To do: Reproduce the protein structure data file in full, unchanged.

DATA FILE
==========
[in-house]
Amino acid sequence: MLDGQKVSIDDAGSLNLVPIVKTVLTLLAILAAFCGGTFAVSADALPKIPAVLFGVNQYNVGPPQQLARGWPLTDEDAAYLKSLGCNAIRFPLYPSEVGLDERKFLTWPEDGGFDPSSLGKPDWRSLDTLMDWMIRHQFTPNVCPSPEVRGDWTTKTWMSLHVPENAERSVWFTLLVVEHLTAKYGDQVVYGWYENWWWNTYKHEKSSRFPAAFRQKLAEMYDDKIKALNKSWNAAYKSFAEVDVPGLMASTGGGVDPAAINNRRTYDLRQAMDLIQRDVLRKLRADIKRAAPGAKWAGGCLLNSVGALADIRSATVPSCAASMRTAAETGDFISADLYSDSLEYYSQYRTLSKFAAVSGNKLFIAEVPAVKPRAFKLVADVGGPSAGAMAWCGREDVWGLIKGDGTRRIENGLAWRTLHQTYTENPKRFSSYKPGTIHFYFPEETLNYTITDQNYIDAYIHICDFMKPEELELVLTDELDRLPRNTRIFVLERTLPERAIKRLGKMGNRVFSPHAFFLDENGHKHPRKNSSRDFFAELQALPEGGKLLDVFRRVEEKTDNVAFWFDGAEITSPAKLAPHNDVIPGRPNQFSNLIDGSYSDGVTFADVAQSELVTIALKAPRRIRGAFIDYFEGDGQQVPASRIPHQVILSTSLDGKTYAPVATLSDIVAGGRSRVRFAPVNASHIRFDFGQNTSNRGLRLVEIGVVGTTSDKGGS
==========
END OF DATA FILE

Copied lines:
[in-house]
Amino acid sequence: MLDGQKVSIDDAGSLNLVPIVKTVLTLLAILAAFCGGTFAVSADALPKIPAVLFGVNQYNVGPPQQLARGWPLTDEDAAYLKSLGCNAIRFPLYPSEVGLDERKFLTWPEDGGFDPSSLGKPDWRSLDTLMDWMIRHQFTPNVCPSPEVRGDWTTKTWMSLHVPENAERSVWFTLLVVEHLTAKYGDQVVYGWYENWWWNTYKHEKSSRFPAAFRQKLAEMYDDKIKALNKSWNAAYKSFAEVDVPGLMASTGGGVDPAAINNRRTYDLRQAMDLIQRDVLRKLRADIKRAAPGAKWAGGCLLNSVGALADIRSATVPSCAASMRTAAETGDFISADLYSDSLEYYSQYRTLSKFAAVSGNKLFIAEVPAVKPRAFKLVADVGGPSAGAMAWCGREDVWGLIKGDGTRRIENGLAWRTLHQTYTENPKRFSSYKPGTIHFYFPEETLNYTITDQNYIDAYIHICDFMKPEELELVLTDELDRLPRNTRIFVLERTLPERAIKRLGKMGNRVFSPHAFFLDENGHKHPRKNSSRDFFAELQALPEGGKLLDVFRRVEEKTDNVAFWFDGAEITSPAKLAPHNDVIPGRPNQFSNLIDGSYSDGVTFADVAQSELVTIALKAPRRIRGAFIDYFEGDGQQVPASRIPHQVILSTSLDGKTYAPVATLSDIVAGGRSRVRFAPVNASHIRFDFGQNTSNRGLRLVEIGVVGTTSDKGGS